Milkweed and staghorn sumac finished, framed and ready to travel. The first weekend in November is the Crane Estate Art Show and Sale, to benefit the Massachusetts Trustees of Reservations. There’s a fancy meet and greet Friday evening, (nice canapes) and then the entire thing is open to the public and free on Saturday and Sunday. I’ve been lucky to participate for several years now. Seeing what other artists bring is amazing, and seeing what people buy is educational.
I have these two small pieces (6×6″) for the small works section, and I’m bringing the shell button river for a large piece. I hope someone will want it!
Frames, laser cut from 1/8″ birch plywood, in various shapes. A different interfacing interfacing – this has no fusible on it, so I will fuse the fabric with Wonder Under.
Cut the interfacing to the size and shape of the interior shape. It works better, ultimately, if the interfacing is juuust slightly smaller than the inner shape.
Interfacing gets fused to the fabric backgrounds.
The interfacing adds a nice layer of padding when the frames are attached, and also works to keep the embroidered image smooth.
I like one more layer of interest on these tiny things, so I add a bead (or several) by hand. Then the work is placed over the interior shape, and the outside frame pressed gently into place. If it isn’t going to fit with minimal persuasion, make certain the fabric is smooth around the edge between the inside shape and the frame. Once it is in place, run a bead of liquid super glue on the back around the place where the fabric comes through from the front. Liquid superglue is important, because it soaks into the fabric between the pieces of frame, and holds everything together. I have done it with the gel super glue but the results are not satisfactory. Cheap superglue works really well.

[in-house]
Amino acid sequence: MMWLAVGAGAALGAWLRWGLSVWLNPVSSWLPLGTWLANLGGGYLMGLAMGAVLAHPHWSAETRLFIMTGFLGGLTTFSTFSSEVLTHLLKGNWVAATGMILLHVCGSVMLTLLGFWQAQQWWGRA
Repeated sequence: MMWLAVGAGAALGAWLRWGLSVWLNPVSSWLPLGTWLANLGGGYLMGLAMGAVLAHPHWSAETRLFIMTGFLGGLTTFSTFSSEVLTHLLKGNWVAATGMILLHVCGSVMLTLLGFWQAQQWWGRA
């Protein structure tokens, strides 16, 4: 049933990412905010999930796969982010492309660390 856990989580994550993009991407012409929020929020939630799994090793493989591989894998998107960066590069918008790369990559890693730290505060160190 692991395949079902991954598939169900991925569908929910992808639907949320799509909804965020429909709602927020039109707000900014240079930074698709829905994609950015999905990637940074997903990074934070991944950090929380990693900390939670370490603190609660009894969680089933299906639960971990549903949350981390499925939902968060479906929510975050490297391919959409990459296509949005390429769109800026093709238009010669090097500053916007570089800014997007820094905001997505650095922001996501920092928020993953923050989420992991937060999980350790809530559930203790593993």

Once the super glue is hardened, trim off the leftover fabric using whatever is handy. If you can’t find a sharp blade, a brisk application of sandpaper also works.
And behold! tiny scraps of fabric, small amounts of embroidery and some loose beads turned into something magical.
There is a reason why I try not to make resolutions until February – because January always disappears so fast it makes my head spin. Sometimes I am on top of the change, and I can leap into a new year with new projects and new enthusiasm. I think this year my energies were elsewhere. But! I finished a new abstract river, and started the Finished Work 2015 folder, and things are looking up!
I'm not sure why this one took so long to finish, but it might have had to do with breaking ten needles on it. Generally the needle body count ranges from zero to three (they do run in threes) so I am not entirely sure what made this one so voracious.
I'm leading with it because I am really proud of it. I still need to finish the edges and stretch it, but the piece itself is finished.
I also started Book 5 – white pages for the next two books/four weeks.
foolishness with circle stamps, and thinking about rivers (again)